In reality, 75% or more of the 500lb class Adventure bikes probably never get further from a dirt road than a tent site. Maybe they shouldn't. Then, along comes a few riders like you and me who have visions of something much more sinister.... And, so it begins.

It sounds like you haven't had any decent saddle time on the F800. If not, you're frame of reference is limited in this case, to a spec sheet and imagination, plus feedback from others who have. Wish we could ride together, swapping bikes for some real testing, as it seems we do similar things and have "setup" for it. That would be fun.

My carb'd '04 950 was super smooth off bottom.....WAY more than the FI 990, for obvious reasons. That made it significantly better in the dirt, than my friends 990. This was critical due to the exponential power delivery of that motor. I've not ridden a more recent 990, so I don't know if or how they might have fixed that issue....probably not. Most FI bikes (at least in the early years) had very snatchy take-off from idle, at least those made for the dirt, that I've experienced.

What captivated me with the F800 was the way the bike felt and handled, coupled with the linear smooth power delivery. It was snatchy off bottom, but that was easily fixable. The frame geometry and weight distribution was magical to me. Floats effortlessly responding to my inputs easily, turns on a dime, and has amazingly good traction due to all of that. It really surprised me. The 500 lbs bike felt more like 350 between my legs. Putting the tank beneath the seat was a superb idea, I think. Weight distribution seems to be about 50/50 front to rear. The bike has a very weight neutral feeling to me when in motion....relatively speaking.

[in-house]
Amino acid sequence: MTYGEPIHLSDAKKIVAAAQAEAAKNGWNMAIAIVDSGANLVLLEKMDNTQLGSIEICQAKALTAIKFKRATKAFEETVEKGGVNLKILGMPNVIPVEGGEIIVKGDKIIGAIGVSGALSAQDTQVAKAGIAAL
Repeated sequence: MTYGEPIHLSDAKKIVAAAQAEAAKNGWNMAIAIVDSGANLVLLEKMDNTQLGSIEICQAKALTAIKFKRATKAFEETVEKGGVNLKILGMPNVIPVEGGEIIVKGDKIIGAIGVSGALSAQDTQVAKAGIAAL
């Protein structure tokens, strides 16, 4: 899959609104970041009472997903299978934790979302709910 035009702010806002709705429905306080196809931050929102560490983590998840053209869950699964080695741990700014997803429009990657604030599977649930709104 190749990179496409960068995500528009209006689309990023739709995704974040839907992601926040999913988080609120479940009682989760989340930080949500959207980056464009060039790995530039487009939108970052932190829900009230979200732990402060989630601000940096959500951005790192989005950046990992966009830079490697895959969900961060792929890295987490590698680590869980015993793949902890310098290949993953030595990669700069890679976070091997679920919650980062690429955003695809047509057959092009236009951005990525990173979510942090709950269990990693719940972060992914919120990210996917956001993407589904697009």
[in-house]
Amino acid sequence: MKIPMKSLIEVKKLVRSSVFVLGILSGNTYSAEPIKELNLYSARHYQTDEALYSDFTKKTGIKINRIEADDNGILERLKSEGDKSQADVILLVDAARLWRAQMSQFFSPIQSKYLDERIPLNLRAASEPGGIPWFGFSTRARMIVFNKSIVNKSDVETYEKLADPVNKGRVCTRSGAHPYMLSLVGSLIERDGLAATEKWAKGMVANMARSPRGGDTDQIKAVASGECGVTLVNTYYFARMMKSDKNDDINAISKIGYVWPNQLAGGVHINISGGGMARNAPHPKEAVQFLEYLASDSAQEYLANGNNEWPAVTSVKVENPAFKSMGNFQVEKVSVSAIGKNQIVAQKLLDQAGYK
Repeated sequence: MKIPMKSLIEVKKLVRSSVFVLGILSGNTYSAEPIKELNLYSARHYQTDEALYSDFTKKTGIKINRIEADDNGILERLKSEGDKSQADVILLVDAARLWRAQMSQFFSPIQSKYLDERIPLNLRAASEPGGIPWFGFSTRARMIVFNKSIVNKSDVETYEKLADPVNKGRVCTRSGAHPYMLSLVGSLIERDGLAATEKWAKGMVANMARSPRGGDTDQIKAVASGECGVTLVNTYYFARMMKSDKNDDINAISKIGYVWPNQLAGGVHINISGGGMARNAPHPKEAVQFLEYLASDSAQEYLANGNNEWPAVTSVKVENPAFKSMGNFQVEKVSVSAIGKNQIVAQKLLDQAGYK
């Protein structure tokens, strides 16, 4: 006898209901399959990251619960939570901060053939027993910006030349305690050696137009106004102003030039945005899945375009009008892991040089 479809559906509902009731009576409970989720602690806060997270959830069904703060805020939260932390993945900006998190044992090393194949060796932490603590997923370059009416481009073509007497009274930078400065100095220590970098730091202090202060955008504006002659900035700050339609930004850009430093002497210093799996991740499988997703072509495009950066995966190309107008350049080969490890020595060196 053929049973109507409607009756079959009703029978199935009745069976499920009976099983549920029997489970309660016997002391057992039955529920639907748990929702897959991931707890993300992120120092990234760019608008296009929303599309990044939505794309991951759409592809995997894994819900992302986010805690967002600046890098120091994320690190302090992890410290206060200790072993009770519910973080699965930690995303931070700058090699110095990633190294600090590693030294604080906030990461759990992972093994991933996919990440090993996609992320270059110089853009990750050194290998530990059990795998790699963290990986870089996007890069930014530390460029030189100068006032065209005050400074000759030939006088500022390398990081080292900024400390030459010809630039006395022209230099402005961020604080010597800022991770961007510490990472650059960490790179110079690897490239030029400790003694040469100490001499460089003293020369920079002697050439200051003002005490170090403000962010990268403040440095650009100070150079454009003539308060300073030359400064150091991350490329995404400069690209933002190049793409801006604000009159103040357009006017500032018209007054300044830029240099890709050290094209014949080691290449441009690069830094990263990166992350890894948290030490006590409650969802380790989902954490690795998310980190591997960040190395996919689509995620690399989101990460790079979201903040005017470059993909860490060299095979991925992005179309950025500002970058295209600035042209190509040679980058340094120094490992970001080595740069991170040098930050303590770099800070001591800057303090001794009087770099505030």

I discovered a "platform" that I had been looking for....something hard to define, but easy to "feel". The important things were there....which were not easily altered. All the other things I wanted, could be easily altered (though some expensively). I didn't find that on my 950, and it was disappointing. The difference: I rode on my 950, while I feel one with my 800. It somehow pushed my button.....satisfied an inner yearning. Had nothing to do with brand image or loyalty whatsoever. Heck, I had never even ridden a single BMW in my life, before my F800 test ride. Scouts Honor.

Either bike could be ridden in stock form indefinitely, as designed for the masses. If someone wants a better 500lb whale for the dirt....right out of the crate.....the 950 is the way to go. That has been clearly stated by many in this Thread, so it doesn't need to be passionately defended any further.

BUT my F800, after my personal mods, has become a more lethal weapon for me, than my 950 ever was. Hands down, no contest. Its been an interesting project. I too am 50 yrs old, and slowing down a bit with each galactical rotation. Maybe that has something to do with it....I donno.